From the perspective of running a successful business, you should always be aware of your financial situation and market trends. Read articles, but also talk to other business owners in your industry and industries that can directly affect yours.
With biltong, I feel safe in knowing that snack foods have been on a steady rise in France, even during the recession. But I am also aware from talking with other business owners that the sales in wine have actually gone down this cycle. And if our professional clients can’t sell their wine from their cave à vins, then we should expect a decrease in sales of our product from their establishment as well.
Now you may come across two problems during the Observe stage according to Boyd:
You will never have the full information of a current situation or environment (Heinsburg’s law of Uncertainty)
And there may be so much information that you may not be able to make out the important stuff from the rest of the noise around.
So for this, we rely on our wisdom or judgment. Even with all the information in the world, if we do not have good judgment, the information may as well be useless. So you must develop your judgment, your ability to process the information, understand it, and find meaning in it. And for that, we need…
This is the most important step. This is where your brain will start firing and your Tao will start flowing. A bit rough and forced at first, but after a while it will become an orchestra.
This is the focal point of the Loop for Boyd. Why is it the focal point? Because it is in the orientation where the mental concepts are deductively destroyed and inductively created, and it is the mental concept that the rest of the loop is based on and relies on.
Boyd would play a game during his briefings called the Strategic Game of ‘?’ And ‘?’… Yes. Just question marks. One of his examples:
‘Imagine that you are on a ski slope with other skiers…that you are in Florida riding in an outboard motorboat, maybe even towing water-skiers. Imagine that you are riding a bicycle on a nice spring day. Imagine that you are a parent taking your son to a department store and that you notice he is fascinated by the toy tractors or tanks with rubber caterpillar treads.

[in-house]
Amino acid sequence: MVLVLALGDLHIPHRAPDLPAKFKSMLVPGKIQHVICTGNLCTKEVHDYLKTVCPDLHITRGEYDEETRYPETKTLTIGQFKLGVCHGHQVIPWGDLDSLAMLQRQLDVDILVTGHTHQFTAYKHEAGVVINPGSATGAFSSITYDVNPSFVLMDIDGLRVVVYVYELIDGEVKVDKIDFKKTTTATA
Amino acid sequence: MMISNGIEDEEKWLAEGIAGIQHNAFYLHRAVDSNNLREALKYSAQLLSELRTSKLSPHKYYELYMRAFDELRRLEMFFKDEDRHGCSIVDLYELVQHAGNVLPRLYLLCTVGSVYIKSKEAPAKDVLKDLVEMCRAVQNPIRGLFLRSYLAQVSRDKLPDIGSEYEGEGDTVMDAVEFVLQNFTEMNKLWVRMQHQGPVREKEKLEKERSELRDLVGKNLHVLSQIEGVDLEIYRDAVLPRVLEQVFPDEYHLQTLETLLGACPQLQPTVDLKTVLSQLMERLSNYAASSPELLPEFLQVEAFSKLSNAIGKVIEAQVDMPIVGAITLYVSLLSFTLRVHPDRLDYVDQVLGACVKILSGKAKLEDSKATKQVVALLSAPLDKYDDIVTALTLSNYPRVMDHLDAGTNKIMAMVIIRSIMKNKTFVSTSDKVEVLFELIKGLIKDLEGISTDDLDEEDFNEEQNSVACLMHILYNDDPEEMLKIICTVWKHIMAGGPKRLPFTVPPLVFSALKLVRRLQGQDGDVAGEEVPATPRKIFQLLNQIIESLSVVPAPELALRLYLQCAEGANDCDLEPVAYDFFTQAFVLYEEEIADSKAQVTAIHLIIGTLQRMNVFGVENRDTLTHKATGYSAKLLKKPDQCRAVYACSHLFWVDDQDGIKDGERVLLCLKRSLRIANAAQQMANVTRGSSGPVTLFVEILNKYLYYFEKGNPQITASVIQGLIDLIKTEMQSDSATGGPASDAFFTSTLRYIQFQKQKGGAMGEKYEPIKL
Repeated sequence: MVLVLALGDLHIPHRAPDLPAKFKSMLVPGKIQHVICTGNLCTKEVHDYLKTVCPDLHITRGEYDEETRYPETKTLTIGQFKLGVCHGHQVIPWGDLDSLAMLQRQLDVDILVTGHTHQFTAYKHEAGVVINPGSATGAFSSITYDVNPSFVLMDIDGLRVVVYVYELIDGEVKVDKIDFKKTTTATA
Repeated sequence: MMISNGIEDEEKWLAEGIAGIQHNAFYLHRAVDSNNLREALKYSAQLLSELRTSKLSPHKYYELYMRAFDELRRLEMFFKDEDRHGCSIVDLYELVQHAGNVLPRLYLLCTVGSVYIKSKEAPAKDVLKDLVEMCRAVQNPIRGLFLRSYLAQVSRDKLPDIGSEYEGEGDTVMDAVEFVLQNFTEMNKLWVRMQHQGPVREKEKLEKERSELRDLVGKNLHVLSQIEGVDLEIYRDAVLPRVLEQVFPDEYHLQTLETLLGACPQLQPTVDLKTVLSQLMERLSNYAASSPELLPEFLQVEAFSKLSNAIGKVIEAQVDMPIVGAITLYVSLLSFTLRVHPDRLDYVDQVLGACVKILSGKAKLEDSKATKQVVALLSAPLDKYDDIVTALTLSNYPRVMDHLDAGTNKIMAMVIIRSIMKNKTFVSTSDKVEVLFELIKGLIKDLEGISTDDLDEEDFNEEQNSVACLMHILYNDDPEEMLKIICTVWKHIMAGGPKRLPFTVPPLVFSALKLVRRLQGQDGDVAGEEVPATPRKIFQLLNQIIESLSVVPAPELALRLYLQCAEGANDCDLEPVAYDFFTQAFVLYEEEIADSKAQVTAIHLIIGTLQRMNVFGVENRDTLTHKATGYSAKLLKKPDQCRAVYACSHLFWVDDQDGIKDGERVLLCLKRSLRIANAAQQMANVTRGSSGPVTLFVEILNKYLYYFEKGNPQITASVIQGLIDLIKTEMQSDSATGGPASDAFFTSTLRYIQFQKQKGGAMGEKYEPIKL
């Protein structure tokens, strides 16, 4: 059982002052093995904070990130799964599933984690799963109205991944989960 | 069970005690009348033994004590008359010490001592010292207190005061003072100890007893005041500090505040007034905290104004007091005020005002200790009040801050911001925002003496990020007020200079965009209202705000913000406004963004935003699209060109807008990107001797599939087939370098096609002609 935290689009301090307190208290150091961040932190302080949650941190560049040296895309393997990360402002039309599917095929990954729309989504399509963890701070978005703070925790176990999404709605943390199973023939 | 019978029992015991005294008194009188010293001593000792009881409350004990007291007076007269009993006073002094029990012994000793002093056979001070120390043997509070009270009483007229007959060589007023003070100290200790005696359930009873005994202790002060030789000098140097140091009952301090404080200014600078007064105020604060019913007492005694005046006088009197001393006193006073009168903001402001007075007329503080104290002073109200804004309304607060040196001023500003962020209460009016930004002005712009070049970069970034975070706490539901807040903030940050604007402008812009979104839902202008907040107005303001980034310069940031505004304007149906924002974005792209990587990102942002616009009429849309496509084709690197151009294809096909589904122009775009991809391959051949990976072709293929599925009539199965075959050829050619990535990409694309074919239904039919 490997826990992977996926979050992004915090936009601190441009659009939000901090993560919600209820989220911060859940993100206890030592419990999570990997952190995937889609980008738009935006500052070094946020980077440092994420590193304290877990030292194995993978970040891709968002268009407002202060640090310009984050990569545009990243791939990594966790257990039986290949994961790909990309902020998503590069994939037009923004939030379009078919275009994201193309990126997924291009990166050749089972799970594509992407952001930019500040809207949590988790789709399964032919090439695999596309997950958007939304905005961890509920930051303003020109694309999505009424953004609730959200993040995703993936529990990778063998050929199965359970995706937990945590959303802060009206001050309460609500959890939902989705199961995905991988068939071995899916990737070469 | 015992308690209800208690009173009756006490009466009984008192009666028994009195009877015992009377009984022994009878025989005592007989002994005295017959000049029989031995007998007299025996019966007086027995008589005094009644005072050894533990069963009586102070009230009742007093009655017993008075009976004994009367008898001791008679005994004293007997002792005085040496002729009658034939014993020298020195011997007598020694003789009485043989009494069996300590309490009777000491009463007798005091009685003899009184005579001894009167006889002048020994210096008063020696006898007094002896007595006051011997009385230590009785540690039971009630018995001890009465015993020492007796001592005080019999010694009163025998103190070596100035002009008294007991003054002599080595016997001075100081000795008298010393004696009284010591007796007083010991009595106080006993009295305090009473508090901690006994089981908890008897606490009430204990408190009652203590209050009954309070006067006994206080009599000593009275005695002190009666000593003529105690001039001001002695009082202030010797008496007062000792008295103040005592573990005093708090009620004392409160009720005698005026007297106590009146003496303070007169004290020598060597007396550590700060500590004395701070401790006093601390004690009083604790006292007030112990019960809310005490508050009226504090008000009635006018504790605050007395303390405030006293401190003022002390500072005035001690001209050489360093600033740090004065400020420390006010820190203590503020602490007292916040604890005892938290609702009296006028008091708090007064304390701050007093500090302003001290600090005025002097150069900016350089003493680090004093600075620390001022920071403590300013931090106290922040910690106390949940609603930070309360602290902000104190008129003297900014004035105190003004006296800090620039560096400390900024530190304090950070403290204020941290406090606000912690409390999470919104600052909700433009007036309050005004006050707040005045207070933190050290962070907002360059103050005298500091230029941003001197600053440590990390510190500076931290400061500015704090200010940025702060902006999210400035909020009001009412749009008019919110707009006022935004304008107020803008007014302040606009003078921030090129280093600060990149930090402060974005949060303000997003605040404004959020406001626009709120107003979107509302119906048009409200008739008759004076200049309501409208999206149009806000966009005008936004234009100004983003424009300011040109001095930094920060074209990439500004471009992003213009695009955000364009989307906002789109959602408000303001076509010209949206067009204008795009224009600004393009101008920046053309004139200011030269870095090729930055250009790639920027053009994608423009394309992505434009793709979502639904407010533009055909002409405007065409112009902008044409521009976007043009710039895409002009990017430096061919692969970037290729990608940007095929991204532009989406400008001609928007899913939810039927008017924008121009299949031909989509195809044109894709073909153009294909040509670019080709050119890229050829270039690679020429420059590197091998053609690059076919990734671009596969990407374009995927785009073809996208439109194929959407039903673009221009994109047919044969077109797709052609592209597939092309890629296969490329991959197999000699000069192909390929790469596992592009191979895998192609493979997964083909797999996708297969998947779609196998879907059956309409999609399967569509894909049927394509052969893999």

‘Now imagine that you pull the skis off but you are still on the ski slope. Imagine also that you remove the outboard motor from the motorboat, and you are no longer in Florida. And from the bicycle, you remove the handle-bar and discard the rest of the bike. Finally, you take off the rubber treads from the toy tractor or tanks. This leaves only the following separate pieces: skis, outboard motor, handlebars and rubber treads.’
With only these pieces, what do you think of?
Congratulations. You just dissembled old mental concepts and created a new one. This ninja ability is what divides the winners from the losers in competition, be it sport, business, or war. Build snowmobiles in the midst of uncertainty and unpredictability, and you will start to find yourself in stronger positions throughout life.
But don’t congratulate yourself too long. Or else you are once again the man who only sees nails to be hammered. Orientation is a continuous process. As soon as you have completed your new mental concept, it has already become outdated, and it’s time to create a new one.
Don’t worry, unlike the iPhone, you don’t have to wait for the new version to come out, how up to date you are is all within your power, and Boyd leaves a few ideas for how to be as strong as possible in the game of Orientation.
Grab a toolbox and fill it up.
Toolboxes are great no matter what you are doing. Stephen King uses the toolbox metaphor to talk about writing. Don’t judge my writing though as somebody that has read his memoir.
A lot of organizations or even individuals will have a set dogma or ritual for how they handle and process life. Don’t get stuck. Follow the trends in business or be left making CDs, while everybody is moving on to iPods. Or as a doctor applying the same theory about hysteria to every person that is hysterical.
Don’t limit yourself to one science. One solution. One way of thinking and seeing the world. Don’t force the world into one observation glass. There is no one study that can explain it all. Have multiple disciplines and mix those disciplines.
There may not be enough time though to learn everything in the world. I get it. I’m a bit disappointed too. Boyd gives a suggestion though and what he considers to be a good base (at least for military strategy):
Conflict (Game Theory)
Charles Munger (Warren Buffet’s business partner) would add the following:
I strongly agree with these, and I am taking crash-courses in half of them now. I personally love philosophy as a great tool to teach you how to think, process, and entertain thoughts. Music and literature are more entertaining ways to exercise the brain muscle that Socrates would probably approve.
Whether you are a big-picture strategist or a lethal fighting tactician, having a nice pool of mental concepts will help you take on whatever you are up against. And you may be in school now, but don’t limit yourself to your budget or school. The internet has everything you need including free introductory courses to these subjects from a lot of major and prestigious Universities.